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Recovering from an OCS

April 21, 2017

When you find yourself heading back to the line to restart, don't despair, there's a whole racecourse ahead to get back in the race.

It's the ultimate bummer. The starting gun sounds. You’re in the front row and looking good. Then there's another horn, the X flag and, after an excruciating wait, you hear your sail number on the VHF. You're OCS, and you can kiss a good result goodbye. Don't give up. An OCS is a hurdle for sure, but you've still got the whole race in front of you, not to mention whatever is left of the regatta. Take a deep breath, and keep these tips in mind.

1) Stick to the game plan
So many times the frustration of being OCS causes teams to completely abandon the prestart game plan. Here's a perfect example: You're OCS at the leeward end of the line, you clear yourself by jibing around the pin, and then you head off on port tack and go hard right, only to see the left side come in strong, just like you’d predicted. It's the ultimate double whammy! Don’t abandon all your prestart research.

2) Work to get a clear lane
Sticking with the example above, your best opportunity to get to the left might be to clear yourself around the pin and tack back to starboard. You'll be second row — or worse — but the separation from the boats that started properly may allow you to execute the plan. However, this approach may also involve a little bit of wishful thinking, especially in a big fleet. So instead of tacking right back to starboard and sailing in bad air, sail on port tack to take advantage of the lifts off the backside of the fleet on starboard, and choose a cleaner lane for your tack toward the left side of the racecourse.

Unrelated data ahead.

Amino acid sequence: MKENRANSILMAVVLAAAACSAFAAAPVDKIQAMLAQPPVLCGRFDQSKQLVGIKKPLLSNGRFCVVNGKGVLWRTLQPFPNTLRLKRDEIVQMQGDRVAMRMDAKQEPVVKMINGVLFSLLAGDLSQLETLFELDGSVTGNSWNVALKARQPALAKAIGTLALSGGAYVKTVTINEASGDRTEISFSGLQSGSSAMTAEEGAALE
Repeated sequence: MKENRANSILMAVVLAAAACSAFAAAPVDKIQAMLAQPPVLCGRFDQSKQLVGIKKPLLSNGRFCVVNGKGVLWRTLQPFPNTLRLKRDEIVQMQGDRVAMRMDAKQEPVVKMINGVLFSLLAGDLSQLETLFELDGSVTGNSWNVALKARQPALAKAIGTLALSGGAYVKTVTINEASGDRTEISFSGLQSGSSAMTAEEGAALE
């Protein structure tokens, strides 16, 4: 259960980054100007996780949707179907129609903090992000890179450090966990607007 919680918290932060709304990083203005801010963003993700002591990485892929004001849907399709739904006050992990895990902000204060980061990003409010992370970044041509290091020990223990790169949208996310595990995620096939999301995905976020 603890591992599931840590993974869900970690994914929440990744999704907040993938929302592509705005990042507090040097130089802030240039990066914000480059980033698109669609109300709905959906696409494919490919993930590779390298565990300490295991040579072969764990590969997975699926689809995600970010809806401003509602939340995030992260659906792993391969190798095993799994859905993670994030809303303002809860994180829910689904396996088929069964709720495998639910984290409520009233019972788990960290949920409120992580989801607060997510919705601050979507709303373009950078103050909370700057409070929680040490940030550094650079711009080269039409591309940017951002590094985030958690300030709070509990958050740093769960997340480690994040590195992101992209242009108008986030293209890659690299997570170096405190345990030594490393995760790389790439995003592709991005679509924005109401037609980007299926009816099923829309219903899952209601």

3) Get out of phase (with the fleet)
If neither side is favored, look to find clean air by going against the grain: sailing on port when most of the fleet is on starboard, and vice versa. Sailing out of phase with the fleet will create separation and allow you to sail your boat at optimum speed. Groups of boats always tend to slow one another down. I am always amazed by how long people will sail in a pack when tacking away would afford them much cleaner air.

4) Minimize tacks
Hitting a corner is one way to reduce the number of tacks. But it's a risky call. If you decide to be more conservative, make sure to limit your tacks to the bare minimum. Double-check your lanes and try to anticipate where boats ahead of you will tack.

5) Boatspeed
This may seem obvious; boatspeed is always important. But it’s easy to get discouraged or distracted when looking at so many transoms. Redouble your efforts and focus. Every ounce of energy needs to go into sailing the boat fast.

6) Focus on short-term goals
Turn your OCS into a positive. Establish short-term goals by looking one mark ahead. It can be difficult for everybody to put everything they have into hiking when it may all be for naught. A quick acknowledgment of the mistake is key. Identifying boats that can be picked off or closed on, and then maintaining a constant dialogue about your progress, will keep the team's frame of mind as positive as possible. 

Originally published on SailingWorld.com as part of the Terry's Tips column.

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